Jiahua Pan, director of the Institute for Urban and Environmental Studies at the Chinese Academy of Social Sciences, moderated the final panel on major advances in data and earth observation for supporting decision making in urban sustainability planning. The discussion below highlights the presentations and identifies remaining gaps and critical barriers to progress in this area.
Dr. Chunlin Huang, a researcher with the Northwest Institute of Eco-Environment and Resources, Chinese Academy of Sciences, spoke on behalf of the scheduled speaker Zhongchang Sun, associate researcher with the Institute of Remote Sensing and Digital Earth, Chinese Academy of Sciences. Dr. Huang highlighted the role of big Earth data for implementing the Sustainable Development Goals (SDGs). He began by describing world urbanization between 1970 and 2030; there were only three megacities in 1970, but in 2030, the number of megacities will exceed 40 (see Figure 5-1). While SDG 11 in the 2030 Agenda aims to make cities and human settlements inclusive, safe, resilient, and sustainable, there is a need for additional data to monitor and assess the progress of SDG indicators, Dr. Huang stated.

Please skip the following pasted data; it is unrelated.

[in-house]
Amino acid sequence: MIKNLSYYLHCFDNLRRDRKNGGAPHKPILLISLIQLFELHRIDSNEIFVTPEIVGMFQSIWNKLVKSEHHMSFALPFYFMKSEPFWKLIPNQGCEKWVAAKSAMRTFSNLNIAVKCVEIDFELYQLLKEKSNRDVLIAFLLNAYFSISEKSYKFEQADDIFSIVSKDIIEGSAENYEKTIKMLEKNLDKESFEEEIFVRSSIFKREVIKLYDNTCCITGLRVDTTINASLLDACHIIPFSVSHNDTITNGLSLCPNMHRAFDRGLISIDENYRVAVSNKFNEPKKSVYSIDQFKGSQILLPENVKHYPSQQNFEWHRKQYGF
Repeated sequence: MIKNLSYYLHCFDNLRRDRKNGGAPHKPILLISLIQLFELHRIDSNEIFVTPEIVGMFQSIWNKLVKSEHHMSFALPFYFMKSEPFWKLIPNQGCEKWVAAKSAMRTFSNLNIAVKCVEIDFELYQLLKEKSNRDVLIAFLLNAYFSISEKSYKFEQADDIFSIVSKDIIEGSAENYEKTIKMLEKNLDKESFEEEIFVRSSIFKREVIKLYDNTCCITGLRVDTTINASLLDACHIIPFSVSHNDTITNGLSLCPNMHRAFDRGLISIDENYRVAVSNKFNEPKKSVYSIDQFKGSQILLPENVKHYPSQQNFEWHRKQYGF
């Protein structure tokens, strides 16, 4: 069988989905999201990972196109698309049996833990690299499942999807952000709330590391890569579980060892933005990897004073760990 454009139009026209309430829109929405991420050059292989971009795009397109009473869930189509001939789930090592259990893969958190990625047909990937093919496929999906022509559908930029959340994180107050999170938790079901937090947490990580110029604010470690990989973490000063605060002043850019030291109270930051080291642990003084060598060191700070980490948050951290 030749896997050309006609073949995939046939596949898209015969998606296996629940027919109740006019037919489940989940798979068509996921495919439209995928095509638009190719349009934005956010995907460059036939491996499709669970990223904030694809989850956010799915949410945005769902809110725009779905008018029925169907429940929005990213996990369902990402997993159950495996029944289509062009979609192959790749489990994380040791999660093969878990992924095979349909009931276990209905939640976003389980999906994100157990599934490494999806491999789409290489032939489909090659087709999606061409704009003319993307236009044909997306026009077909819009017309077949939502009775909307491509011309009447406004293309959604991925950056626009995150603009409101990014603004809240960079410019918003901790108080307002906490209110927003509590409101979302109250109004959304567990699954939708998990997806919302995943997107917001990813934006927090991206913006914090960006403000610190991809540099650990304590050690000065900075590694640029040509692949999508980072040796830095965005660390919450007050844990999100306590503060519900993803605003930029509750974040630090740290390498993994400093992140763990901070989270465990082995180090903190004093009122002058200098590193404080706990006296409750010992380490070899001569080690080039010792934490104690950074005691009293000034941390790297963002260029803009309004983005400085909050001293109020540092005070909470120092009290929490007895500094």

Dr. Huang described efforts by the Chinese Academy of Sciences’ Big Earth Data Science Engineering (CASEarth) program, whose mission is to build the world’s leading big Earth data-sharing platform to monitor and assess selected indicators relating to SDGs 2 (zero hunger), 6 (clean water and sanitation), 11 (sustainable cities and communities), 14 (life below water), and 15 (life on land). Figure 5-2 provides information about the CASEarth structure and work.
One CASEarth project, said Dr. Huang, is examining the proportion of the population with easy access to public transportation in China. The project is using computational methods that extract data related to public transport (transit, subway) and calculate the proportion of the population that has convenient access within the urban built-up area, among other data. The analysis indicated that the proportion of the population with convenient access to public transportation at the provincial level was 64.28 percent on average. Also, at the prefecture-level city scale, the proportion of the population having convenient access to public transportation in densely populated cities was generally higher than in sparsely populated cities.